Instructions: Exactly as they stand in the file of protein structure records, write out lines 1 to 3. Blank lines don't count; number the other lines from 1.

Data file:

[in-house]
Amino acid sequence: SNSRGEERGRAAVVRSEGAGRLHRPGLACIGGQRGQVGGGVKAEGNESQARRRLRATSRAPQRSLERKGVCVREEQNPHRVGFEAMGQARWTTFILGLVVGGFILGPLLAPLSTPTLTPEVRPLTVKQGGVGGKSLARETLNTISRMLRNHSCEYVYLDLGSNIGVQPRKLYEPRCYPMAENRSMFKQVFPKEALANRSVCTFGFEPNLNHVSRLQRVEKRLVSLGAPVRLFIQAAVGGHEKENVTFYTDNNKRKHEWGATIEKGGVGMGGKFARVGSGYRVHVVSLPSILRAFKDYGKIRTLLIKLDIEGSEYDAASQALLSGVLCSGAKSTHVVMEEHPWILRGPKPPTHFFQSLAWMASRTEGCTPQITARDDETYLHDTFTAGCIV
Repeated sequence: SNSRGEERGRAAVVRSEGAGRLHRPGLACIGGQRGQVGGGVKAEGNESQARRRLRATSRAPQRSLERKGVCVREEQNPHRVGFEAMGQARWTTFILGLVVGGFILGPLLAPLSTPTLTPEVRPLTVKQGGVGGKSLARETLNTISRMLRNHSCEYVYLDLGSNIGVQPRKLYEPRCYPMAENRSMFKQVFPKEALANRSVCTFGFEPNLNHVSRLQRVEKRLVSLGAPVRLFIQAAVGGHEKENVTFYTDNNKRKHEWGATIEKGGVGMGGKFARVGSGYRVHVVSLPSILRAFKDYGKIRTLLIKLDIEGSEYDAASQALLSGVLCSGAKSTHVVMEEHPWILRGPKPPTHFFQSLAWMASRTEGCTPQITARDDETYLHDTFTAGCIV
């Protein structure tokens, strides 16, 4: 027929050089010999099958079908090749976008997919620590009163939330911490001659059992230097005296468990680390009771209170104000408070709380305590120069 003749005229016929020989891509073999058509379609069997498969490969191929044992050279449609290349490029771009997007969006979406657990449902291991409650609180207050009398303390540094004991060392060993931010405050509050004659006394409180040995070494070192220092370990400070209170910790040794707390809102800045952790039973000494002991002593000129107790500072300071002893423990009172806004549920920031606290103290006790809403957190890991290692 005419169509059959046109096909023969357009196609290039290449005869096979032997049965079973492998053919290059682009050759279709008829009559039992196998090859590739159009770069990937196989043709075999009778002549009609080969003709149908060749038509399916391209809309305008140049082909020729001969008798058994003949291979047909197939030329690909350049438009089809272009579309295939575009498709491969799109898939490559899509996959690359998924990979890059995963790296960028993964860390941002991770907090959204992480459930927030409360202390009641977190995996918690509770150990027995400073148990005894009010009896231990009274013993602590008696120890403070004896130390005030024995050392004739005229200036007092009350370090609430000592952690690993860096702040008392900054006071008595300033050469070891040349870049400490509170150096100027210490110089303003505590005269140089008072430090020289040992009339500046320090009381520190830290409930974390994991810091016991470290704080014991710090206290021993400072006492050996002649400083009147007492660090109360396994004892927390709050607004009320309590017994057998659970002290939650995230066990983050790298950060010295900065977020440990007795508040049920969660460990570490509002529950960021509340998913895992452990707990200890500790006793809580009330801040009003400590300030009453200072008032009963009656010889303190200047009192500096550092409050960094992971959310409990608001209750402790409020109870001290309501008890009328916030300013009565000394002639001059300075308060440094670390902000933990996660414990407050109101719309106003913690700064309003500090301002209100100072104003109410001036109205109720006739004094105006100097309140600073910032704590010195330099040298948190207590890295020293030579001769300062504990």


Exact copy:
[in-house]
Amino acid sequence: SNSRGEERGRAAVVRSEGAGRLHRPGLACIGGQRGQVGGGVKAEGNESQARRRLRATSRAPQRSLERKGVCVREEQNPHRVGFEAMGQARWTTFILGLVVGGFILGPLLAPLSTPTLTPEVRPLTVKQGGVGGKSLARETLNTISRMLRNHSCEYVYLDLGSNIGVQPRKLYEPRCYPMAENRSMFKQVFPKEALANRSVCTFGFEPNLNHVSRLQRVEKRLVSLGAPVRLFIQAAVGGHEKENVTFYTDNNKRKHEWGATIEKGGVGMGGKFARVGSGYRVHVVSLPSILRAFKDYGKIRTLLIKLDIEGSEYDAASQALLSGVLCSGAKSTHVVMEEHPWILRGPKPPTHFFQSLAWMASRTEGCTPQITARDDETYLHDTFTAGCIV
Repeated sequence: SNSRGEERGRAAVVRSEGAGRLHRPGLACIGGQRGQVGGGVKAEGNESQARRRLRATSRAPQRSLERKGVCVREEQNPHRVGFEAMGQARWTTFILGLVVGGFILGPLLAPLSTPTLTPEVRPLTVKQGGVGGKSLARETLNTISRMLRNHSCEYVYLDLGSNIGVQPRKLYEPRCYPMAENRSMFKQVFPKEALANRSVCTFGFEPNLNHVSRLQRVEKRLVSLGAPVRLFIQAAVGGHEKENVTFYTDNNKRKHEWGATIEKGGVGMGGKFARVGSGYRVHVVSLPSILRAFKDYGKIRTLLIKLDIEGSEYDAASQALLSGVLCSGAKSTHVVMEEHPWILRGPKPPTHFFQSLAWMASRTEGCTPQITARDDETYLHDTFTAGCIV